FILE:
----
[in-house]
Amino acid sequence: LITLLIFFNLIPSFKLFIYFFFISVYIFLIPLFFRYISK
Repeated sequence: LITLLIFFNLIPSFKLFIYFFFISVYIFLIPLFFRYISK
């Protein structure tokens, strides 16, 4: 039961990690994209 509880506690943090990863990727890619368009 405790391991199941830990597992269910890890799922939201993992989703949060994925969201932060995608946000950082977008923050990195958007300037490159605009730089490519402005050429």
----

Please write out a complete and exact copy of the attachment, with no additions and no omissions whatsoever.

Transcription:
[in-house]
Amino acid sequence: LITLLIFFNLIPSFKLFIYFFFISVYIFLIPLFFRYISK
Repeated sequence: LITLLIFFNLIPSFKLFIYFFFISVYIFLIPLFFRYISK
């Protein structure tokens, strides 16, 4: 039961990690994209 509880506690943090990863990727890619368009 405790391991199941830990597992269910890890799922939201993992989703949060994925969201932060995608946000950082977008923050990195958007300037490159605009730089490519402005050429």